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The Immigration Story of Alastair Wilson (Scottish immigrant)

The Museum reviews and accepts donated personal or family memories and histories into its collection. As a learning institution, the accounts help us understand how individuals recollect, interpret, or construct meaning from lived experiences. The stories are not modified by Museum staff. The point of view expressed is that of the author and not that of the Museum.

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Date of Arrival: 
May 2 1947
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At six years old, I was eldest of three children. Our family had driven from Paisley, Scotland to Southampton, where we boarded the Aquitania in May of 1947. I remember being surprised and worried that our parents had separate accommodations on the ship: Father bunked with some homeward bound officers; Mother and we children shared a cabin with two women. Mother said afterward that the ship was traveling "in austerity ", although it felt like a palace to us, with huge columns in the dining room. We children were sick- not from seasickness but from the rich food and heavy mugs of tea with canned milk. The hissing of the waves and that indescribable smell of the ocean have always remained in my memory. Then there was the frequent sound of the public address system, with announcements in exotic-sounding languages as well as English.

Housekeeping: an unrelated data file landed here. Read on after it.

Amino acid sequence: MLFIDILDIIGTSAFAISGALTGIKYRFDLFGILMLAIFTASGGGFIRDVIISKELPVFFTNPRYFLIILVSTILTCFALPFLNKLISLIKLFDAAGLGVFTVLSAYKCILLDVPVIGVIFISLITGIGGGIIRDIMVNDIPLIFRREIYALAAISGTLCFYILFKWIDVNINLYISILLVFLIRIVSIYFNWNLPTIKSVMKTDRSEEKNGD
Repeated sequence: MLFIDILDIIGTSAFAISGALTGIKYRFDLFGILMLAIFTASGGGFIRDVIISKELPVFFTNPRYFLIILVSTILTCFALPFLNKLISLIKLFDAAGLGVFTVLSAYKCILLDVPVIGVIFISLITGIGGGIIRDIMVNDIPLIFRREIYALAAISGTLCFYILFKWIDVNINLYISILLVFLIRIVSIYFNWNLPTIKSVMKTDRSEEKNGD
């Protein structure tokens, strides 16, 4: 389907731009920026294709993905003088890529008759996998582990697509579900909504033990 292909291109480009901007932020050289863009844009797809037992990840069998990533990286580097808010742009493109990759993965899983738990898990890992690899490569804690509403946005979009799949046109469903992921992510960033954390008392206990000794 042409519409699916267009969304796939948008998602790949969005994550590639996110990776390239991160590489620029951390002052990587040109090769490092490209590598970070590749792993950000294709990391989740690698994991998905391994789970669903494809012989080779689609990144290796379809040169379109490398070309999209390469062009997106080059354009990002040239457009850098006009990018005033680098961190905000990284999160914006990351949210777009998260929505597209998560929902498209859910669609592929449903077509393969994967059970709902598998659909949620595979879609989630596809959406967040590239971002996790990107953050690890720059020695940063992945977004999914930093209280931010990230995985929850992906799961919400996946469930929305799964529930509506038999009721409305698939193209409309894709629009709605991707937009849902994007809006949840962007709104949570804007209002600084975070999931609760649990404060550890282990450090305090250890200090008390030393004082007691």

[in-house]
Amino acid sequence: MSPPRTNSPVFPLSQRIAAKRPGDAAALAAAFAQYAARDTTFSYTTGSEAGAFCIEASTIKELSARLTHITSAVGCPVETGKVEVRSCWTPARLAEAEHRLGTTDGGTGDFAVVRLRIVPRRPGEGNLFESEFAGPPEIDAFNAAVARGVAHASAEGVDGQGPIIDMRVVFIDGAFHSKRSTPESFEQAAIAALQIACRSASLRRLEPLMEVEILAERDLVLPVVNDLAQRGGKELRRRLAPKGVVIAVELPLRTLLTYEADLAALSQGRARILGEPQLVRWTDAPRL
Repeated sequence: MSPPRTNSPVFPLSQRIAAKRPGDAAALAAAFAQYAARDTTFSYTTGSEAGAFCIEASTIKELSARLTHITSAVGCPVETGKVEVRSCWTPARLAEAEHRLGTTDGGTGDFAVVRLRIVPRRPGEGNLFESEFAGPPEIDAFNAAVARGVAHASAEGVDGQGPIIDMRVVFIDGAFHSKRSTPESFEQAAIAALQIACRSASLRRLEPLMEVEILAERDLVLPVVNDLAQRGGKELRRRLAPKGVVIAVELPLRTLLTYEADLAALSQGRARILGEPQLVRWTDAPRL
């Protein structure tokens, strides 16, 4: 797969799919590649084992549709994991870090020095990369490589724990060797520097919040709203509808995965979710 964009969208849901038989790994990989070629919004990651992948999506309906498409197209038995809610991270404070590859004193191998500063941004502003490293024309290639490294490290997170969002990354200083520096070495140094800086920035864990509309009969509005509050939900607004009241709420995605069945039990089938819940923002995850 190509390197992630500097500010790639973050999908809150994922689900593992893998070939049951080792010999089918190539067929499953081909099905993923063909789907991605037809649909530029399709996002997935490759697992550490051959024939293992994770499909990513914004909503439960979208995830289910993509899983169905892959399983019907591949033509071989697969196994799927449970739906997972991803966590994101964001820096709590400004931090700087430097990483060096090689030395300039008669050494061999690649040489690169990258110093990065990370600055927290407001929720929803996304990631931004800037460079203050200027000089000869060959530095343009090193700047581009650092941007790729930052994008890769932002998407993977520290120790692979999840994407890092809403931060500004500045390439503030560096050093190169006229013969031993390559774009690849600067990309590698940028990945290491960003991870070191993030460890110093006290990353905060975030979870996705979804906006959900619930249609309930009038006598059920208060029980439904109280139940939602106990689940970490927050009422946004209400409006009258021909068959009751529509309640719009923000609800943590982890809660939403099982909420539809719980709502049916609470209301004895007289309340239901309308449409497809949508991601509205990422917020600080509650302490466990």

After we had docked in Halifax, I remember watching the luggage being unloaded and a suitcase tumbling out of the cargo net. I watched with fascination as it floated for a minute or two before sinking to the bottom of the Harbour. My memory of Pier 21 is only a blur. I remember a queue and somebody at a desk. It all seemed to happen quickly.

Our furniture was to follow later by freighter but Dad had shipped his car with us on the Aquitania. It was an unusual car, a Railton, complete with right-wheel drive and a Hudson body. I think we had to wait overnight until the car was unloaded. We then set off for Vancouver, British Columbia, taking a southerly route into the United States at the Great Lakes. The police stopped us several times for a closer look at the strange car. They commented that they appreciated standing with one foot on the running board!

The drive was quite an adventure. I only wish that our parents had kept a journal of their trip.